The value of the MBA, according to a dean at Washington University’s Olin Business School

BY Sydney LakeAugust 18, 2022, 1:06 PM
Students walk through campus at Washington University in St. Louis, as seen in February 2020. (Photo by Nick Schnelle—The Washington Post/Getty Images)

An MBA can deliver a robust return on investment for graduates. Students who earn an MBA can more-than double their salary potential, bringing home well over twice the amount of the average starting salary for college graduates in the U.S.—which is about $55,000, according to the National Association of College and Employers

In 2022, MBA graduates brought home $115,000 starting pay packages on average, according to the Graduate Management Admissions Council. That doesn’t even include the whopping bonuses that many top business school graduates rake in, as well. For example, class of 2021 students at Washington University in St. Louis’ Olin Business School took home median base salaries of $118,000 and median signing bonuses of $25,000. Fortune ranks Olin as having one of the best part-time MBA programs in the U.S.

While a major pay bump is the prize at the end of a years-long venture (think application process plus actually earning the degree), there are many factors to consider ahead of committing to an MBA program: location, modality, specializations. The list goes on. 

Fortune sat down with Andrew Knight, a professor of organizational behavior and vice dean for education and globalization at Washington University in St. Louis’ Olin Business School. As vice dean for education and globalization, Knight oversees the Olin Business School’s degree programs. Here’s what he told us about the top considerations prospective MBA students should be making ahead of the application process, and the value of this degree. 

The following interview has been edited for brevity and clarity.

Is an MBA a good investment?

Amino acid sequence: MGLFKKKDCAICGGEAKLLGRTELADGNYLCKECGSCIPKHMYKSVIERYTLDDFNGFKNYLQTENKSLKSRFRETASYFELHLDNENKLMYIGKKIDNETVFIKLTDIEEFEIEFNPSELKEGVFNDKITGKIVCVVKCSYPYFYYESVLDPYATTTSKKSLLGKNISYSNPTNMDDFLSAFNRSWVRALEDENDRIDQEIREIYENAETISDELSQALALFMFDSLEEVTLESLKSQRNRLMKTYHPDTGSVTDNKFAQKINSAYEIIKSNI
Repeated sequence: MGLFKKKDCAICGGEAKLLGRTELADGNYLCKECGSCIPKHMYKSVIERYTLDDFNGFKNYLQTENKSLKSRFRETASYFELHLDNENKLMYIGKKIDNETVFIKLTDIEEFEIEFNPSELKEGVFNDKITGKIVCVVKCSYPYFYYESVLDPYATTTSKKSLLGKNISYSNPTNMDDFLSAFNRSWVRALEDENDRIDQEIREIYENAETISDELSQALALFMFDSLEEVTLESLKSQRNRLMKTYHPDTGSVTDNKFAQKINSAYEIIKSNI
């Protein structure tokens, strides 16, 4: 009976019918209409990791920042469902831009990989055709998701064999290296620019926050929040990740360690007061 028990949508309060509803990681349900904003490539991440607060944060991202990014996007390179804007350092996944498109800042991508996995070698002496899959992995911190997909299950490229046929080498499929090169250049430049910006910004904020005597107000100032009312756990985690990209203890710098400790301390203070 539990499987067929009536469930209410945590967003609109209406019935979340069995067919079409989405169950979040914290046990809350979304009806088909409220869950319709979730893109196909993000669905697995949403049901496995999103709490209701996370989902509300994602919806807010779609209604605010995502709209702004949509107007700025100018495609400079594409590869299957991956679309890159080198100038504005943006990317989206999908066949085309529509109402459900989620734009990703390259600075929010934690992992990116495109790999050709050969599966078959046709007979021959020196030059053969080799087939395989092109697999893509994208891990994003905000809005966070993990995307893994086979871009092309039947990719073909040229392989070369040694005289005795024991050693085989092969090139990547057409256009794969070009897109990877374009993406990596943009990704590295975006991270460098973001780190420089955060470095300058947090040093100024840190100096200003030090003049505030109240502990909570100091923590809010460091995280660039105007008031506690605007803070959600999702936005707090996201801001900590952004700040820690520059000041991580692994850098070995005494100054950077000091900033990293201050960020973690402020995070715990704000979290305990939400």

Fortune: How can a prospective MBA student tell if earning a master’s degree is the right investment?

Knight: Some people are looking to make that investment because they already know they’re passionate about a particular functional area or a particular organization. They are very much interested in advancing and accelerating their careers—or deepening their skill set, whether that’s in the soft side of things like leadership and building teams, or on the harder side and some deeper technical and more functional skill sets. 

A second common reason why people pursue an MBA is because they’re pivoting. Right now, especially, there are lots of people who are actively pivoting in their lives and in their careers, as they’ve gone through the disruption of COVID. In partnership with the Great Resignation, we’re seeing people go through that thought process. The MBA can be a very helpful degree—a wise return to engaging in structured and systematic reflection for formulating next steps. 

The third place that usually is underlying each of those are people who are naturally curious. They identify places where they have some gaps and they’re looking for a really high-quality and often high-touch educational experience for helping them learn about things that they’re curious about and want to explore.

There’s speculation of an impending recession. Is now still a good time to get an MBA?

For many people who are actively taking positions right now that are either fully remote or hybrid, this is a period of time where they’re engaging in a full-time, presumably less impacted by pandemic work experience. On the resignation side where people are moving and often taking positions that are virtual or fully virtual or hybrid, I think people’s preferences still need to shake out.